Yesterday I was driving out to meet some of my clients for my annual holiday party for my home-based business, Pear Tree Enterprises. I had the 1970s country station on Sirius radio and heard one of the saddest heartfelt songs ever: “Teddy Bear” by Red Sovine.
I’m driving along, alone, tears streaming down my eyes, thinking about the kindness illustrated in this old song about truckers, a crippled boy and a CB radio.
And for those who don’t have time to listen to the song, here are the lyrics:
By Red Sovine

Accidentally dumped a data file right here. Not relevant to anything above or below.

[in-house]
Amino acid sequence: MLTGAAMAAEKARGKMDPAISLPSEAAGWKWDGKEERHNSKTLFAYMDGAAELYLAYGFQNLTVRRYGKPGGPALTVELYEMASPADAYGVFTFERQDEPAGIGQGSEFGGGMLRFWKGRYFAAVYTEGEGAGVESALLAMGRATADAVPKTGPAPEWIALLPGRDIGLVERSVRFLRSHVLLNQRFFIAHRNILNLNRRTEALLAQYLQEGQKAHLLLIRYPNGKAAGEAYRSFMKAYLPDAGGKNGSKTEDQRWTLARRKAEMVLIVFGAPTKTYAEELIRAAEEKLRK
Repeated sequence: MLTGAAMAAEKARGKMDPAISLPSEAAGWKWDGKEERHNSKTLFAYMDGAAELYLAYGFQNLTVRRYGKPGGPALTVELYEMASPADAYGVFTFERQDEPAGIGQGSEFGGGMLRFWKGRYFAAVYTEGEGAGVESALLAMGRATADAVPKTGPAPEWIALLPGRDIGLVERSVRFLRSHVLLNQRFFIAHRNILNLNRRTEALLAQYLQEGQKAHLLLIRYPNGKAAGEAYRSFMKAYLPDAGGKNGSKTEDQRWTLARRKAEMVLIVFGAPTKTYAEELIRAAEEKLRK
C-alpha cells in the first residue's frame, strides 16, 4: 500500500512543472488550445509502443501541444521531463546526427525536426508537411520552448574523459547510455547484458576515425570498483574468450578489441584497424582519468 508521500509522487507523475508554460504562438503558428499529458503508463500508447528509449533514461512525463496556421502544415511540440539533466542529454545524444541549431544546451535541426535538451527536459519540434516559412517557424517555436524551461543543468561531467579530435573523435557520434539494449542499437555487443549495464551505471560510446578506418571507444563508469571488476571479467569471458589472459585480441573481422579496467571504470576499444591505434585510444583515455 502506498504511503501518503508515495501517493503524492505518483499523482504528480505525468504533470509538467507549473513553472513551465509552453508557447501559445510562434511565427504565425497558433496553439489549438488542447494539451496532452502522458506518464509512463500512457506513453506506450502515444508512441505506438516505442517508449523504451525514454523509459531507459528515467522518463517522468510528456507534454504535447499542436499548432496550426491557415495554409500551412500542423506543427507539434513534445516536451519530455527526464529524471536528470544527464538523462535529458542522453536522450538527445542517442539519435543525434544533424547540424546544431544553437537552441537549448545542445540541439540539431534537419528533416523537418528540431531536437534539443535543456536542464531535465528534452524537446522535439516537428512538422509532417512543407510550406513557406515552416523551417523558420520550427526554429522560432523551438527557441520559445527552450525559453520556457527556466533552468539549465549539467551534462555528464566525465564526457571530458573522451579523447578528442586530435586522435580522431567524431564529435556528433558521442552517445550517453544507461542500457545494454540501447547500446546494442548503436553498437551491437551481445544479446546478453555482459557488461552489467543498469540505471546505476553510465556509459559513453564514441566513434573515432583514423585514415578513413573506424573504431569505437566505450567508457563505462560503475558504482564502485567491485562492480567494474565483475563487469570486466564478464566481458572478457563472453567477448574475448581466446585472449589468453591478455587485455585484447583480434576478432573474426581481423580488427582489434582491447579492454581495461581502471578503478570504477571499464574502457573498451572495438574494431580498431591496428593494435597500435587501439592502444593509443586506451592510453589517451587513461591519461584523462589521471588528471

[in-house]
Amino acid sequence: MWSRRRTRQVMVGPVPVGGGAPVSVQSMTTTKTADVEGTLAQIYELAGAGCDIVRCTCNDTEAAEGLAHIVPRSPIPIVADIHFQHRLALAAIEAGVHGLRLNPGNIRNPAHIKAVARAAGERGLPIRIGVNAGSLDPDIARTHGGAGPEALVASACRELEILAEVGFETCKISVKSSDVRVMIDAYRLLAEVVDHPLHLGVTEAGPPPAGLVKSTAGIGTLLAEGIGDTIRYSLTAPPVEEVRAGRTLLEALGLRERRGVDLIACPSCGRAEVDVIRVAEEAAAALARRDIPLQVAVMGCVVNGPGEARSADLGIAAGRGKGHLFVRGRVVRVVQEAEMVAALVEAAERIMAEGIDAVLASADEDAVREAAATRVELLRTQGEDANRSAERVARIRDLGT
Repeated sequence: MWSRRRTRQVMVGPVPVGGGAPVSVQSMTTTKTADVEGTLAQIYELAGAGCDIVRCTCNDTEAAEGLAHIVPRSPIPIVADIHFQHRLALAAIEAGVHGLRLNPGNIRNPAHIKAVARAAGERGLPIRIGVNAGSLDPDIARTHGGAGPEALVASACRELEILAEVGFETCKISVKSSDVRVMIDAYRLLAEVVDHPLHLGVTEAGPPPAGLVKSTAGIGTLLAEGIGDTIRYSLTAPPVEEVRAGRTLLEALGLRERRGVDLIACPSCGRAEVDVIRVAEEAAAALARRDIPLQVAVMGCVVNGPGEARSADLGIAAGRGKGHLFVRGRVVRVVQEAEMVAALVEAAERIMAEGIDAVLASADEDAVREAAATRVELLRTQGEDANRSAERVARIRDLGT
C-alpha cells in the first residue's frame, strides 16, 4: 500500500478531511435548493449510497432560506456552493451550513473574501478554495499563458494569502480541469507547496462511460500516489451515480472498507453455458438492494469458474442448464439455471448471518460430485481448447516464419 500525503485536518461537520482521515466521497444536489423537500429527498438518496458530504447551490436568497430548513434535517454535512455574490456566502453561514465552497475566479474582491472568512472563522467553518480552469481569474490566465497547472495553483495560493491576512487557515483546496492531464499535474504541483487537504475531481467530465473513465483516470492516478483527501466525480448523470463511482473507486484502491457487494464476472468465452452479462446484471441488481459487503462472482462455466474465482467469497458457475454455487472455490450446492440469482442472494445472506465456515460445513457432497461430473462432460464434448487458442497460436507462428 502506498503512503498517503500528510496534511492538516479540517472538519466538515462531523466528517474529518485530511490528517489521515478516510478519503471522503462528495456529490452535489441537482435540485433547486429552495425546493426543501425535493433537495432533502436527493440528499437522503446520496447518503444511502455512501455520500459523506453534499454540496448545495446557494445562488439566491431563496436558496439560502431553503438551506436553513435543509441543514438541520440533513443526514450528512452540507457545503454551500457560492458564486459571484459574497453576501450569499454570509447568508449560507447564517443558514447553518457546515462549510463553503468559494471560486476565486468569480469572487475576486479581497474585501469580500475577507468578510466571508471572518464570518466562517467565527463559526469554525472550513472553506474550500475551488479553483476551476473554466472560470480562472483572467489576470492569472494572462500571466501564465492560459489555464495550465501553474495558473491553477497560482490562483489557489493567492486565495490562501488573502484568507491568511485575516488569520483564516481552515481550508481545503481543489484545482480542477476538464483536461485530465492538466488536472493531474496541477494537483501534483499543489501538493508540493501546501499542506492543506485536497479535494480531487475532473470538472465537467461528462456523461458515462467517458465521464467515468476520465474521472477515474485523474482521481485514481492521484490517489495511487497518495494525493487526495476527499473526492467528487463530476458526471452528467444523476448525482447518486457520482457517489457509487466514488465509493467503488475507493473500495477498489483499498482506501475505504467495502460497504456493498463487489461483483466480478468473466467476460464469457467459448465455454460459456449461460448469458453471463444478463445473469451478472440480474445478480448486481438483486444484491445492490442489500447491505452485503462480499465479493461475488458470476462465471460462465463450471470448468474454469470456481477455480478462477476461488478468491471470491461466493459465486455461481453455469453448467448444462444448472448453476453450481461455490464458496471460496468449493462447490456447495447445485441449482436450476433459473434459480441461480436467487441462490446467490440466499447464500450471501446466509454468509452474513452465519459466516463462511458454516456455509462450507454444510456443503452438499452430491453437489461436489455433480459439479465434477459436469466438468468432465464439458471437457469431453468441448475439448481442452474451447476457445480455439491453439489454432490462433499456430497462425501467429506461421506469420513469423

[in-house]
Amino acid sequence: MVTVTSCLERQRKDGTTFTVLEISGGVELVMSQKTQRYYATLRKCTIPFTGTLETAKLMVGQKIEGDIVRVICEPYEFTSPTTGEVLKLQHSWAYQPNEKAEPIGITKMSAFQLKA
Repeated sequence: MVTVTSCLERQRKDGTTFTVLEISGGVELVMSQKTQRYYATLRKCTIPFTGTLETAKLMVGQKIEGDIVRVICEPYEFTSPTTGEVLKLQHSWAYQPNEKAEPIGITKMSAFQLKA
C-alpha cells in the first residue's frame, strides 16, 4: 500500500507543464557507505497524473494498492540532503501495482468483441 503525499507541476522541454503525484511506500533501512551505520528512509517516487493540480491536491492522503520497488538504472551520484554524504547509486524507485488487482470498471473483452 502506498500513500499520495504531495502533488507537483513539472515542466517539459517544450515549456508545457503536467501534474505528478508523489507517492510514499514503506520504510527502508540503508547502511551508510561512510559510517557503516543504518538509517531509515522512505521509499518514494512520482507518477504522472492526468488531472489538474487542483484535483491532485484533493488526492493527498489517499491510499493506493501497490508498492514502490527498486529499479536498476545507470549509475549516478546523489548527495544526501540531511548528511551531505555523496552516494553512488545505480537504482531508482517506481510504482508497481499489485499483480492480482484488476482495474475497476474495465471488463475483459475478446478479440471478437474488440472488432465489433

I was on the outskirts of a little southern town, Trying to reach my destination before the sun went down. The old CB was blaring away on channel one-nine When there came a little boy's voice on the radio line. And he said, "Breaker, one-nine, is anyone there? Come on back, truckers, and talk to Teddy Bear." Well, I keyed the mike and I said, "Well, you got it,Teddy Bear." And the little boy's voice came back on the air. "'Preciate the break. Who we got on that end?" I told him my handle, and then he began: "Now, I'm not supposed to bother you fellas out there, Mom says you're busy and for me to stay off the air. But, you see, I get lonely and it helps to talk 'Cause that's about all I can do. I'm crippled and I can't walk." I came back and told him to fire up that mike And I'd talk to him as long as he'd like. "This was my dad's radio," the little boy said, "But I guess it's mine and Mom's now 'cause my daddy's dead. Dad had a wreck about a month ago. He was trying to get home in a blinding snow. Mom has to work now to make ends meet And I'm not much help with my two crippled feet. She says not to worry, that we'll make it all right, But I hear her crying sometimes late at night. You know, there's one thing I want more than anything else to see. Aw, I know you guys are too busy to bother with me, But, you see, my dad used to take me for rides when he was home But I guess that's all over now since my daddy's gone." Not one breaker came on the old CB As that little crippled boy talked with me. I tried hard to swallow, the lump just wouldn't stay down As I thought about my boy back in Greenville town. "Dad was gonna take Mom and me with him later on this year. Why, I remember him saying, 'Someday this old truck'll be yours, Teddy Bear.' But I know I'll never get to ride an 18-wheeler again, But this old base will keep me in touch with all my trucker friends. Teddy Bear's gonna back on out now and leave you alone 'Cause it's about time for Mom to come home. But you give me a shout when you're passing through And I'll sure be happy to come back to you." Well, I came back and I said, "Before you go ten-ten, What's your home-twenty, little CB friend?" Well, he gave me his address and I didn't once hesitate 'Cause this hot load of freight was just gonna have to wait. I turned that truck around on a dime And headed straight for Jackson Street, 229. And as I rounded the corner, boy, I got one heck of a shock-- Eighteen-wheelers were lined up for three city blocks! Why, I guess every driver for miles around had caught Teddy Bear's call And that little crippled boy was having a ball. For as fast as one driver would carry him in, Another would carry him to his truck and take off again. Well, you better believe I took my turn at riding Teddy Bear And then I carried him back in and put him down in his chair. And, buddy, if I never live to see happiness again I want you to know I saw it that day, in the face of that little man. We took up a collection for him before his mama got home And each driver said goodbye and then they were all gone. He shook my hand with a mile-long grin And said, "So long, trucker, I'll catch you again!" I hit that interstate with tears in my eyes And I turned on the radio and I got another surprise. "Breaker, one-nine," came a voice on the air, "Just one word of thanks from Mama Teddy Bear. We wish each and every one a special prayer for you 'Cause you just made my little boy's dream come true. I'll sign off now before I start to cry. May God ride with you. Ten-four, and goodbye."